I will admit when we were first pregnant with Sidney, I heard about the so-called link between autism and immunization.  I had friends who swore that immunization was highly dangerous and I listened to them because as a soon to be parent, you obviously want to make all the right decisions.  I started to think we should consider an alternative immunization schedule.  Not to completely give up on vaccines but to space them out.  Then I read "Baby 411" written by a doctor, started looking at the CDC website and remembered that I believe in science.

Third world countries are falling all over themselves to get vaccinations for deadly & disfiguring diseases that still exist in the world.  Because the US has nearly eradicated some of these from our daily lives, within a generation or two, we've become forgetful, stupid or both.  The immunity to small pox, chicken pox, measles, mumps, polio, etcetera doesn't continue unless you get the shots.  So when parents who have issues with the vaccines withhold them from their own kids and then put my child, myself and my community in danger of contracting one of these diseases--well that is just selfish and stupid.  The concept of herd immunity only works if everyone does it.  From my understanding, the vaccines themselves create a barrier to the disease but it's really the combined barrier of the complete group that keeps a disease from getting a foothold and spreading.  This is especially true for the very young who can't get immunizations until certain ages.  For instance the MMR shot is not given until 1 year of age.  Until then, they are dependent on all around them to be healthy.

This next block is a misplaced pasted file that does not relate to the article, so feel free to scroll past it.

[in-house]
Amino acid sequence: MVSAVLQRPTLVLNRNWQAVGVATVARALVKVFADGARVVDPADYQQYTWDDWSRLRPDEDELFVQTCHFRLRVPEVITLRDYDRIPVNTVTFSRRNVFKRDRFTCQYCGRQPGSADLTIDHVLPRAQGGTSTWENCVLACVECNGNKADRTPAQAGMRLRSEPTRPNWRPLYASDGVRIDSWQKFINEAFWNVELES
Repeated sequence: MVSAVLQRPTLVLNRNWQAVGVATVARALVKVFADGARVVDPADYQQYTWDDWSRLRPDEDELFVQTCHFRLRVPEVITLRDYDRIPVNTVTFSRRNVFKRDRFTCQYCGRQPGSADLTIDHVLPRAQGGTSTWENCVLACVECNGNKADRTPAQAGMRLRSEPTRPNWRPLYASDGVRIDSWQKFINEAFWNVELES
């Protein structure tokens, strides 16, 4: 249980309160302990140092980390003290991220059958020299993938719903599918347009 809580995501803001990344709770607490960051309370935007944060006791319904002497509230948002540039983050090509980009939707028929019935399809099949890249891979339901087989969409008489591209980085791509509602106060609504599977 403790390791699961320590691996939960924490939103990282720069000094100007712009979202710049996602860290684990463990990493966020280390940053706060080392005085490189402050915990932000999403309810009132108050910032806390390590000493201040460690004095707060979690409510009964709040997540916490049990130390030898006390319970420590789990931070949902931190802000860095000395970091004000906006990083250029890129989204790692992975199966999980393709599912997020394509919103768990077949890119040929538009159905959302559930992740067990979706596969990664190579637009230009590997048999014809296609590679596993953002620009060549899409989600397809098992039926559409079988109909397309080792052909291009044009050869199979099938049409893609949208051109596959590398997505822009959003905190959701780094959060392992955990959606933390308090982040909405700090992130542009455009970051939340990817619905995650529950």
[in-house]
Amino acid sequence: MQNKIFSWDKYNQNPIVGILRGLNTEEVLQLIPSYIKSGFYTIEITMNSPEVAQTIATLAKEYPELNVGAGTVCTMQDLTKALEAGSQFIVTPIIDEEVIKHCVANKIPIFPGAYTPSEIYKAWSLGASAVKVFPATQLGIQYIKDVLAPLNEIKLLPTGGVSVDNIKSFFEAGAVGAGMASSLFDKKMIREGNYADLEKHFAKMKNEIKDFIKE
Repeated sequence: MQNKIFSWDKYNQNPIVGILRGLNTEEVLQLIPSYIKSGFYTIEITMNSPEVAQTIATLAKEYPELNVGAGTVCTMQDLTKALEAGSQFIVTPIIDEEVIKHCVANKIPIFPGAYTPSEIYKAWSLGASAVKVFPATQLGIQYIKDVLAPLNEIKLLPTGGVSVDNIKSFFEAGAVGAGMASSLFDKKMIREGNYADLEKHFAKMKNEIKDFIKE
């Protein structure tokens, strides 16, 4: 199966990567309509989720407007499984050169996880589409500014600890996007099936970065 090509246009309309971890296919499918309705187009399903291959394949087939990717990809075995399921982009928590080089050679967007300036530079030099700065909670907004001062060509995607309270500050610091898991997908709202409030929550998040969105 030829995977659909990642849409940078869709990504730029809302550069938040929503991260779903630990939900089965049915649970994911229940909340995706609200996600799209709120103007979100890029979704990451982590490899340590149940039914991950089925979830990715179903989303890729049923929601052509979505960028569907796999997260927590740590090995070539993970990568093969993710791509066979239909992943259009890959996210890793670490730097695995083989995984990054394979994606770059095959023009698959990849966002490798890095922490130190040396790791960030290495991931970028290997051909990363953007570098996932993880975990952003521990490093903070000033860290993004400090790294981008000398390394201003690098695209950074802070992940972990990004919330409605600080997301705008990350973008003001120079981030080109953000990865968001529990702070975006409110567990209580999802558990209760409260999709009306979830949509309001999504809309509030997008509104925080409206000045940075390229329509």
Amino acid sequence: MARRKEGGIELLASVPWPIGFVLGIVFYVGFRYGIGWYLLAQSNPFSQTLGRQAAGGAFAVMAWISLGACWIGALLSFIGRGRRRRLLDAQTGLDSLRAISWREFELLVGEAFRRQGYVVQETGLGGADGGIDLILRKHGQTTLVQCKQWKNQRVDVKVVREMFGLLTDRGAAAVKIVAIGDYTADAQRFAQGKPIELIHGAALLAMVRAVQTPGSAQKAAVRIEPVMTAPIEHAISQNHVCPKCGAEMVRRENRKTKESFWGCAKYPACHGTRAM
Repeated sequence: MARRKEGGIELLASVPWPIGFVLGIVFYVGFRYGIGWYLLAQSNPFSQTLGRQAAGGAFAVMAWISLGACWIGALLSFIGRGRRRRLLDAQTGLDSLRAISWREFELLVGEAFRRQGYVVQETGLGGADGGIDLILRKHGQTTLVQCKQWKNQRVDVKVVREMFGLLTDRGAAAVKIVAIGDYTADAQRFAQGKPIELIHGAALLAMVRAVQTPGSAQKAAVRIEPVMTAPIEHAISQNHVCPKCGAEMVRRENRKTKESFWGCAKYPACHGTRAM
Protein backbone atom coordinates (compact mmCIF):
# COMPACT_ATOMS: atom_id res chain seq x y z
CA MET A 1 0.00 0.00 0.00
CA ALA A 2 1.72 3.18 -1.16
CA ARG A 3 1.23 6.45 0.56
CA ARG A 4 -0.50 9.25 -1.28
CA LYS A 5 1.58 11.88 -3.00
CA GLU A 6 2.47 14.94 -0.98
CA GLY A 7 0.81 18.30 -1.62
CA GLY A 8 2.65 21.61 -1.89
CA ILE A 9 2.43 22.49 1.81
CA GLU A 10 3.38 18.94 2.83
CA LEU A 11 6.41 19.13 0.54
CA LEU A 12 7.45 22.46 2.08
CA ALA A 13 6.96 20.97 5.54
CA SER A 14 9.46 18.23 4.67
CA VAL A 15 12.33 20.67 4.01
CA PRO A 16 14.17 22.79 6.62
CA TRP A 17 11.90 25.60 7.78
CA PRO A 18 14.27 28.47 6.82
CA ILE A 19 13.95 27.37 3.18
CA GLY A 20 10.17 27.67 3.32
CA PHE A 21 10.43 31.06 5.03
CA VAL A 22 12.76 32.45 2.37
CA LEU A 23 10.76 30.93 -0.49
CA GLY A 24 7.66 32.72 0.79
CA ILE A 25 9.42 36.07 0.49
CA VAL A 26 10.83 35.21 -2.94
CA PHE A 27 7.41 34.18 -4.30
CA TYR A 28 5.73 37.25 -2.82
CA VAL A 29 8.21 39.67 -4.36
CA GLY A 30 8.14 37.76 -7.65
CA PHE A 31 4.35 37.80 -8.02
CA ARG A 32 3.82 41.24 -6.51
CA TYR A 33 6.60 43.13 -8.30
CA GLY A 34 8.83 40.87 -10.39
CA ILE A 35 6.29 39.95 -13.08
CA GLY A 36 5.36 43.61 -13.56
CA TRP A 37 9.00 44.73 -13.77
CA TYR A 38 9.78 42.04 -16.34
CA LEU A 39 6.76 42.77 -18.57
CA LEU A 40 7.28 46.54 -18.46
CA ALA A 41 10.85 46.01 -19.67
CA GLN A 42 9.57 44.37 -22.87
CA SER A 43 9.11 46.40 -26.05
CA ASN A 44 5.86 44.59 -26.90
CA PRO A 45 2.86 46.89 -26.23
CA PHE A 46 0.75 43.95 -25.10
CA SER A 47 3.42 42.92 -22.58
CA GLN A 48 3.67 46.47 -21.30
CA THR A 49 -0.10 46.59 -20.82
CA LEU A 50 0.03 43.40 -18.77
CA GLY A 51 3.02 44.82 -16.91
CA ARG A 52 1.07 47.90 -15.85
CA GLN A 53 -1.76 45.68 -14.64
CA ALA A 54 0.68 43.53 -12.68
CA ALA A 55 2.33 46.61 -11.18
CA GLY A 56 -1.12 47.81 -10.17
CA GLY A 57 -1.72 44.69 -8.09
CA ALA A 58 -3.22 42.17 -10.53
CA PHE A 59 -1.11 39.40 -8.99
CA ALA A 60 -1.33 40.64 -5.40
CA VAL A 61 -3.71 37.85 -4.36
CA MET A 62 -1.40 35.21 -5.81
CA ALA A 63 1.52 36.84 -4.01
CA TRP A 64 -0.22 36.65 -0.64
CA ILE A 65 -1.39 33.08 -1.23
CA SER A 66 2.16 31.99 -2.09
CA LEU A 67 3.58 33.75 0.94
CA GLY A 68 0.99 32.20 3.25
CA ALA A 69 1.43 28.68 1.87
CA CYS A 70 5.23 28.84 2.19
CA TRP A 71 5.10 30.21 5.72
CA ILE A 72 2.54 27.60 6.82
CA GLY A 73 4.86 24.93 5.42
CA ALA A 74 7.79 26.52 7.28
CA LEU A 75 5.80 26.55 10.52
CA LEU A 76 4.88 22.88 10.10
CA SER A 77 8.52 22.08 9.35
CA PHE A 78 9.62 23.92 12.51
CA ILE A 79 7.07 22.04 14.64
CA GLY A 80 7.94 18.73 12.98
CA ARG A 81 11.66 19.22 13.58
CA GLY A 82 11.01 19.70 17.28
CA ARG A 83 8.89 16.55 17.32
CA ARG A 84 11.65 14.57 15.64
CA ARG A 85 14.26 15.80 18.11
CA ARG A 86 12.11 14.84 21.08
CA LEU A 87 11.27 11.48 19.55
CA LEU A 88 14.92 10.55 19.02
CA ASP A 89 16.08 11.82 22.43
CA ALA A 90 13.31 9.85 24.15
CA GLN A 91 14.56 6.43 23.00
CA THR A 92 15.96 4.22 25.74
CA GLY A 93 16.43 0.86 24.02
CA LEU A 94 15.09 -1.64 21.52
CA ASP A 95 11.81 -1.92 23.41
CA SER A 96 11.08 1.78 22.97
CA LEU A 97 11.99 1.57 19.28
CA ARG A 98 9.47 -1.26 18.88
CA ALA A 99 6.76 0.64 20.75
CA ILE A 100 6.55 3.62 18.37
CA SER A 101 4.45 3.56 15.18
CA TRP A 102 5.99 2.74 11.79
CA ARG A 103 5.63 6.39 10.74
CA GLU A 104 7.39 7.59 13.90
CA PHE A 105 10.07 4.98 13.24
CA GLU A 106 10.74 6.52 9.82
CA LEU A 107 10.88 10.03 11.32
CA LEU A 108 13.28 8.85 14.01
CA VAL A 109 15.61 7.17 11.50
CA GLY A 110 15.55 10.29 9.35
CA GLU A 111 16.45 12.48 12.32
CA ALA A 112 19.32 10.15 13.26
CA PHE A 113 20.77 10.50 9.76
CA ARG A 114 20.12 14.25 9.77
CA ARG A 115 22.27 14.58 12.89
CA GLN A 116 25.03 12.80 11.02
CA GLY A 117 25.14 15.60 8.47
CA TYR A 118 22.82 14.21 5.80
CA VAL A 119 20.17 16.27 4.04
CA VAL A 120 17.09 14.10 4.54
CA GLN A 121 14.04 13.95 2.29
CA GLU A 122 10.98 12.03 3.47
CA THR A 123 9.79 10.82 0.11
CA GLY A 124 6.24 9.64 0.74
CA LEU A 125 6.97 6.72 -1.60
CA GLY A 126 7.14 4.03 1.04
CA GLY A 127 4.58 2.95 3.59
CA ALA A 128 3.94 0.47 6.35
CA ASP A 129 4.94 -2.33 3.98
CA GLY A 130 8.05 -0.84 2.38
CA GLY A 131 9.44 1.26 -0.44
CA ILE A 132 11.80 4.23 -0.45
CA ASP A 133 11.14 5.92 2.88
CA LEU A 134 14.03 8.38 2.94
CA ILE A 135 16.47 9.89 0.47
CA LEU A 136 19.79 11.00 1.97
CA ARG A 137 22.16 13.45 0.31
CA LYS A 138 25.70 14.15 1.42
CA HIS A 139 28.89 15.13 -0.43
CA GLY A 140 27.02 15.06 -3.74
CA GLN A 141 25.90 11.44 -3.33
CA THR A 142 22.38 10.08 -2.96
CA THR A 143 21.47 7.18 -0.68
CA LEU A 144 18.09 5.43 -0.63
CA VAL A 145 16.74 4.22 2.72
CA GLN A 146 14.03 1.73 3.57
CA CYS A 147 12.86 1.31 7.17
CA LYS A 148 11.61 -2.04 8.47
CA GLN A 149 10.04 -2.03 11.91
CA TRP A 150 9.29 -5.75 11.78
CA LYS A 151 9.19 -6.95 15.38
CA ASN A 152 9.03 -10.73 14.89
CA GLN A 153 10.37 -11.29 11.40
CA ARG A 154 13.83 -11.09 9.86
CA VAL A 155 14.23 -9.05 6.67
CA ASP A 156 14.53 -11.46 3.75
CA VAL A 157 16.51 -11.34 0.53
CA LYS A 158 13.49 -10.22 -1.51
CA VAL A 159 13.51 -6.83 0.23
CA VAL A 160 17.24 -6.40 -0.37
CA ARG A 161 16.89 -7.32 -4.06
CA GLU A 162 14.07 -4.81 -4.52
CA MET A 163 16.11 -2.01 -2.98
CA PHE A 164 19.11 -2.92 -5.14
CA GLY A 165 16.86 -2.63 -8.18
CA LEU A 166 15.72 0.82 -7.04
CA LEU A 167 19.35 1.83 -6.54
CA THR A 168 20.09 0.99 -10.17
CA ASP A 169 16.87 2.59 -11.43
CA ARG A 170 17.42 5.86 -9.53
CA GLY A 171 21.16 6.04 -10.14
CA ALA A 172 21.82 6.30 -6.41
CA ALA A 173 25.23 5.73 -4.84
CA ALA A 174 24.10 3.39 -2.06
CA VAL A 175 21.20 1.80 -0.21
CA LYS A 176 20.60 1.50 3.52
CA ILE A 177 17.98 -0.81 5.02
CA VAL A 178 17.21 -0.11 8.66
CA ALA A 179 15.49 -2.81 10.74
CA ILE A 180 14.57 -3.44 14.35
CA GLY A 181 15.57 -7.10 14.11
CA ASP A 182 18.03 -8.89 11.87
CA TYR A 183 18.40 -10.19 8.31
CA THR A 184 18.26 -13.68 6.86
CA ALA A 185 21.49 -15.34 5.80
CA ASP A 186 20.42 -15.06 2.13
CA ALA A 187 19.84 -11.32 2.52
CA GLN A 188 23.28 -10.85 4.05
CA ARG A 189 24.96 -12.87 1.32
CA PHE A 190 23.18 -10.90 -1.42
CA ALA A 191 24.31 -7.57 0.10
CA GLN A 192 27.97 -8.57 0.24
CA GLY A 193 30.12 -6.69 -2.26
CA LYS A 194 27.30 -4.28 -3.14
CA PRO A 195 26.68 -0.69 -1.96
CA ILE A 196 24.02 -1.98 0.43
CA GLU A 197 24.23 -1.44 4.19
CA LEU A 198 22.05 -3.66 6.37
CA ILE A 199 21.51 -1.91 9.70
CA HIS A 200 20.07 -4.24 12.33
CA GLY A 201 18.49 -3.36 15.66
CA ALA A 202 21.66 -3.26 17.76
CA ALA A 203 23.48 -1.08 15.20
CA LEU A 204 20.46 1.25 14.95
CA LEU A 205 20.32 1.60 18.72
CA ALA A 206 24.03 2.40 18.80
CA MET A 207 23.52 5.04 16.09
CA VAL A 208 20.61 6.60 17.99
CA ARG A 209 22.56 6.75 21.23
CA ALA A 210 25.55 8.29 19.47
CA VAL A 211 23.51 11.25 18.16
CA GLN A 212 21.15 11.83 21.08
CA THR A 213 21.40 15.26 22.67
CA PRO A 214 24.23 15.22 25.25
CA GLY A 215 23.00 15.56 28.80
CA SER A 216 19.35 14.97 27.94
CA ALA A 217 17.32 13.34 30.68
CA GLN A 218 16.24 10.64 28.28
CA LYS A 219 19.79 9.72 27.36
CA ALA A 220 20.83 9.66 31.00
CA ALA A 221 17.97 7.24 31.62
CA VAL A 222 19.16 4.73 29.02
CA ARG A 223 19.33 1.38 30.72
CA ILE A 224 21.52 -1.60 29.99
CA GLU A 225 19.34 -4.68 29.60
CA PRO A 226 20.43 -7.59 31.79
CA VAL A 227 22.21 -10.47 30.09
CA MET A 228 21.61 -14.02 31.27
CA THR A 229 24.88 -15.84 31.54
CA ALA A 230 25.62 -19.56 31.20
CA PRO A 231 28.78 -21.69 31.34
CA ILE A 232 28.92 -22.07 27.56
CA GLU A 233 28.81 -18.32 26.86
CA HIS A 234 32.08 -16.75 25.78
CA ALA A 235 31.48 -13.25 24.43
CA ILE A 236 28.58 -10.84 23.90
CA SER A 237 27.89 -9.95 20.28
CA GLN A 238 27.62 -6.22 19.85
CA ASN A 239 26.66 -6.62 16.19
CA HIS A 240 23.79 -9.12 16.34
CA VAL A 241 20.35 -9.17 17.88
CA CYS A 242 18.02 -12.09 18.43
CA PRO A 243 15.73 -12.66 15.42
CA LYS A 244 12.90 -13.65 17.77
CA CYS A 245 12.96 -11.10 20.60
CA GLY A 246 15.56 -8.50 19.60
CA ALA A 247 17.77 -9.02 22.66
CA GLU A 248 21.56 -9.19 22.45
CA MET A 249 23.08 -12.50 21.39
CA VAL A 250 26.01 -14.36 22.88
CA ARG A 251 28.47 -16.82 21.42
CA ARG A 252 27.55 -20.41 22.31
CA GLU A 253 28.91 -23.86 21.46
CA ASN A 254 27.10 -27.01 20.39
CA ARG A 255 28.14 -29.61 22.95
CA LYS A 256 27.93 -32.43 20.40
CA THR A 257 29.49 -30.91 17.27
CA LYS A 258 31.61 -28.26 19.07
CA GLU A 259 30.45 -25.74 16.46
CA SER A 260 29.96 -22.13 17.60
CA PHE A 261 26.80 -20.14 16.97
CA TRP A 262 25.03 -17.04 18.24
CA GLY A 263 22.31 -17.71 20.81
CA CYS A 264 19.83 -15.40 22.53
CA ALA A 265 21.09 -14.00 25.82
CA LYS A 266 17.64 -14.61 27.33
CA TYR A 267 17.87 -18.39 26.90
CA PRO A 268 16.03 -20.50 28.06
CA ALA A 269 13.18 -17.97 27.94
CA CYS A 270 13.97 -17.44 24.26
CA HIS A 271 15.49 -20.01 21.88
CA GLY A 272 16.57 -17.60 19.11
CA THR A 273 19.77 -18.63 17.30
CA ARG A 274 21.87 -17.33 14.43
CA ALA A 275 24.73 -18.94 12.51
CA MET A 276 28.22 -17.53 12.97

I just can't understand how we got here: turning down such a life-saving breakthrough of science like we're turning down an appetizer at a dinner party.  These should not be optional.  And if it's really that much of a problem for someone, perhaps they should go live in the woods, home-school their child and never expect to come into contact with any other human being.

Sunday, June 05, 2011

Gifts of uh...Love?

I just picked up Tina Fey's book Bossypants with the unsettling cover of her head Photoshopped on a large man's upper torso.  Once you get past that the contents are quite funny and heartwarming, as you would expect from her.  I'm really looking forward to her comments and observations about motherhood.  But I'm not that far in, maybe on the 3rd or 4th chapter.  At this point, she talks about her eleventh grade boyfriend who gave her a box of microwave popcorn and a used battery tester for her 17th birthday.  She added, "Like you give someone when you're in love."  It also sounded like he broke up with her soon after.